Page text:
BAGHDAD — The bombing of a Baghdad bus station Thursday pushed the death toll from a weeklong series of blasts near Shiite targets to about 200, calling into question Iraq's ability to provide security as U.S. combat troops slowly withdraw from cities.
The wave of attacks is undermining Prime Minister Nouri al-Maliki's declaration of a "great victory" in the U.S. pullout from urban areas by Tuesday's deadline. He has declared it a national holiday to be marked with celebrations.
Al-Maliki, a Shiite, has pinned his re-election hopes largely on security gains that have driven violence to wartime lows. Elections are seven months away.
Much of his rhetoric has focused on Tuesday's date, part of a security agreement that calls for American forces to leave Iraq by the end of 2011.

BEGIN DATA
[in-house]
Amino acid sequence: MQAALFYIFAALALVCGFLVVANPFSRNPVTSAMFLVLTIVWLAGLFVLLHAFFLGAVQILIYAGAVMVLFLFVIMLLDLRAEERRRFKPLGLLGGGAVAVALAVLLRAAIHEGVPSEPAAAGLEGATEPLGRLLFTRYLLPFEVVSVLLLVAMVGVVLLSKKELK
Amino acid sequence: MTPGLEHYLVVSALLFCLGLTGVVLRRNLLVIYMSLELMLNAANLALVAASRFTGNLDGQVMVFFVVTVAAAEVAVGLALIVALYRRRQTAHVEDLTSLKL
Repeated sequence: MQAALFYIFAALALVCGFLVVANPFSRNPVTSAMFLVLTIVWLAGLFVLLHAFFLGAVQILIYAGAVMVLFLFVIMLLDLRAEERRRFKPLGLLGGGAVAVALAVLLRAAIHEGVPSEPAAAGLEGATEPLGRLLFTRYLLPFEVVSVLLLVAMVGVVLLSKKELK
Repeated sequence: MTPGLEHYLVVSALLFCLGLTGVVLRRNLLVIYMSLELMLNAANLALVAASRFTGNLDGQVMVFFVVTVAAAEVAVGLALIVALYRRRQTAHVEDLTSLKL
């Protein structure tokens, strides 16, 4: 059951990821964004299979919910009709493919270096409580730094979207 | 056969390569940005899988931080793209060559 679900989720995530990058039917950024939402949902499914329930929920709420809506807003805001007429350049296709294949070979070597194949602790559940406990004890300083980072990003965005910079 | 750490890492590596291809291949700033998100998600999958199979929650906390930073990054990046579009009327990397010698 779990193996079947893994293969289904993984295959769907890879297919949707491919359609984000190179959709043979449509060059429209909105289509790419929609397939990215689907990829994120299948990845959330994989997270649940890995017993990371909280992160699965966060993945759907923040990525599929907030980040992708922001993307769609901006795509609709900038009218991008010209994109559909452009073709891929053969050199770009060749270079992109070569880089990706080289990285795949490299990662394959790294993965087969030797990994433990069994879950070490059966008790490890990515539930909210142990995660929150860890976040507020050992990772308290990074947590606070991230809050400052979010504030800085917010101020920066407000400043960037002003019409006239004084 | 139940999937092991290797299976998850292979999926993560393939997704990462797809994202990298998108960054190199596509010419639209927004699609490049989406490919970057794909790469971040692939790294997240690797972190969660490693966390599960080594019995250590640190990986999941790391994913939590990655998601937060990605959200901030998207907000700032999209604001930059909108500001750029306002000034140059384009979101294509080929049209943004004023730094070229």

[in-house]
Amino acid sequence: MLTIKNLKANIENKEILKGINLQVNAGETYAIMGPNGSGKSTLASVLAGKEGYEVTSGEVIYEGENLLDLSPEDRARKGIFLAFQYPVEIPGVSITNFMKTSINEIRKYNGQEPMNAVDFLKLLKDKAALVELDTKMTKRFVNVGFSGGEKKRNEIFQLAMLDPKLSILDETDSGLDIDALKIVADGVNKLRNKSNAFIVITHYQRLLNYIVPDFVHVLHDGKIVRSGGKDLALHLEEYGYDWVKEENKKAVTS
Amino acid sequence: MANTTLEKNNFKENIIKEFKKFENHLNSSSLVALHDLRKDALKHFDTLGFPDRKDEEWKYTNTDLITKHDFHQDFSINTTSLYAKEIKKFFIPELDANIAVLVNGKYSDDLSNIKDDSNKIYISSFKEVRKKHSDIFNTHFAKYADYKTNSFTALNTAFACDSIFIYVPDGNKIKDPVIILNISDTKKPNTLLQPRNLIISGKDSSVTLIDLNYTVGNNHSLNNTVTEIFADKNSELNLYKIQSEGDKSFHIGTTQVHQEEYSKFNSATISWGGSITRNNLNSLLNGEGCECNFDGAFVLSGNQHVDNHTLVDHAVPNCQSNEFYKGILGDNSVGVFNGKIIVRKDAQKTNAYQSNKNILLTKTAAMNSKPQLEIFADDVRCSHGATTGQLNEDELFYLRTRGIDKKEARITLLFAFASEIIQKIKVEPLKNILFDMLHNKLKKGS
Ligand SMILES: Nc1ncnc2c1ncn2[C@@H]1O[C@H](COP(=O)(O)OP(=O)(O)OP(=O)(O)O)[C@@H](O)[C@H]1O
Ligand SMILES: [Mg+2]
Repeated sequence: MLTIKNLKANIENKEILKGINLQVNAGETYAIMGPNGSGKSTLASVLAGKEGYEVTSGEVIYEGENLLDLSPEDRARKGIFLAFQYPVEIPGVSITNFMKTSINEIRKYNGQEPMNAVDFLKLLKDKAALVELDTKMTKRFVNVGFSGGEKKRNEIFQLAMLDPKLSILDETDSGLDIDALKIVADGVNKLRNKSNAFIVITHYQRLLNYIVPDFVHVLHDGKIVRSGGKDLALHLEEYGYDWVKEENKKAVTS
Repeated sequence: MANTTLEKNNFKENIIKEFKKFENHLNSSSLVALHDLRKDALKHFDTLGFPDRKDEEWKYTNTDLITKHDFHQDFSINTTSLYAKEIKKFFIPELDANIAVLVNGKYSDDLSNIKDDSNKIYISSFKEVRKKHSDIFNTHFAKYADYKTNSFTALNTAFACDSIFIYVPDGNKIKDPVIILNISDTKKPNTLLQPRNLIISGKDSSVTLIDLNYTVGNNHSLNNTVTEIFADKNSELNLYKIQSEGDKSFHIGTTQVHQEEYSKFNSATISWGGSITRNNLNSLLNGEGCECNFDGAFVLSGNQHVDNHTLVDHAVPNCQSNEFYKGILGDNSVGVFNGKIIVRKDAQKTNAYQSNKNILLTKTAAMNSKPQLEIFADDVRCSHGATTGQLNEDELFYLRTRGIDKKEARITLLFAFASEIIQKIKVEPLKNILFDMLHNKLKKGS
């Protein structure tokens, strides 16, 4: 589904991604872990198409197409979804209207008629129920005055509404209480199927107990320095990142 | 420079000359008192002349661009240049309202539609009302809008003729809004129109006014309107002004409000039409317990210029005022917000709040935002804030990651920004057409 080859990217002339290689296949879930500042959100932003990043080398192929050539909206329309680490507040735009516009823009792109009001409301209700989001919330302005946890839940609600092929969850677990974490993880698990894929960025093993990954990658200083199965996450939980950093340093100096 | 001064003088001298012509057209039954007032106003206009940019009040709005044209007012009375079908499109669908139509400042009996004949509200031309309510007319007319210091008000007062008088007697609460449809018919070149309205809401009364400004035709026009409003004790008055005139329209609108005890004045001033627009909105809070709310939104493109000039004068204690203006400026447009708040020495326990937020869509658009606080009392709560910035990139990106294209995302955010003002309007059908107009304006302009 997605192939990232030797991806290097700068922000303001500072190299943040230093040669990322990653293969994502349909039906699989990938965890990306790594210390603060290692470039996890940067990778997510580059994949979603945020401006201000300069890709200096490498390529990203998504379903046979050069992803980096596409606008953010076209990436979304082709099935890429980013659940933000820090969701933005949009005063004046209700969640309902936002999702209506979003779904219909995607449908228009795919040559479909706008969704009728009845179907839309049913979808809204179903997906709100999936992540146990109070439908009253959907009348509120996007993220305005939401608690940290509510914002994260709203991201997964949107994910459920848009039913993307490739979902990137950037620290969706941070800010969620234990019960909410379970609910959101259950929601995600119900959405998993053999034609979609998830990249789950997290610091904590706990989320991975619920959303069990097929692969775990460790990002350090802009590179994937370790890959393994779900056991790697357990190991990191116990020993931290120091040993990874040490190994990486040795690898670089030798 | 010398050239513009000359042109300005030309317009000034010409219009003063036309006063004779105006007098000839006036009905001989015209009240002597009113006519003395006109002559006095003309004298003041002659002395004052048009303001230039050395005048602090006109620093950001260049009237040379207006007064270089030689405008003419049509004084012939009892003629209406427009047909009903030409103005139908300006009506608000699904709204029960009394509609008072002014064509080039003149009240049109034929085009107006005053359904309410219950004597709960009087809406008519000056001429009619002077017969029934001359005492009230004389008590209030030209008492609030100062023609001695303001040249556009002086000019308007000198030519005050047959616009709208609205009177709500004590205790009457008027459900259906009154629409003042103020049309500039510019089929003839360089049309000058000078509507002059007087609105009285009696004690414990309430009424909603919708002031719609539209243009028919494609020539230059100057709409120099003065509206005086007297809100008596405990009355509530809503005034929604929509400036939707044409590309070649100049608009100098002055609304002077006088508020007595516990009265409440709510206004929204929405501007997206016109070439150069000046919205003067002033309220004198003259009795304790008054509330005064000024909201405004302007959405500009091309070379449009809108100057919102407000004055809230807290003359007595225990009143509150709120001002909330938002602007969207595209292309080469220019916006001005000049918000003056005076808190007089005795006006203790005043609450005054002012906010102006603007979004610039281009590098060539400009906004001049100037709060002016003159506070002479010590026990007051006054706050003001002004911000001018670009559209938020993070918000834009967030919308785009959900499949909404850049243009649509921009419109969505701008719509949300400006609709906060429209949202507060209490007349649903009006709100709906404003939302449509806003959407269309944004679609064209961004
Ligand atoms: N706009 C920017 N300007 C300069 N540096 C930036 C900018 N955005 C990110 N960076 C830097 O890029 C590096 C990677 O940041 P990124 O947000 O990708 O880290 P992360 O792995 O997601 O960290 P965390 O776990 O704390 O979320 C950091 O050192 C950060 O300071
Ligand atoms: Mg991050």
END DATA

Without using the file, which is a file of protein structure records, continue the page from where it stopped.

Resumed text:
On Thursday, a bombing at a bus station in a Shiite neighborhood in southwest Baghdad killed at least seven people and wounded 31, police said. Another three bombs and a mortar strike killed two others around the capital. Nine American soldiers were wounded in two bombings against a convoy in eastern Baghdad, the U.S. military said. And a bombing killed a man in the northern city of Mosul.
That left the death toll since Saturday at about 200.
A U.S. commander in Iraq said he expected violence ahead of the withdrawal, but was optimistic the brutal attacks of the past would not resume.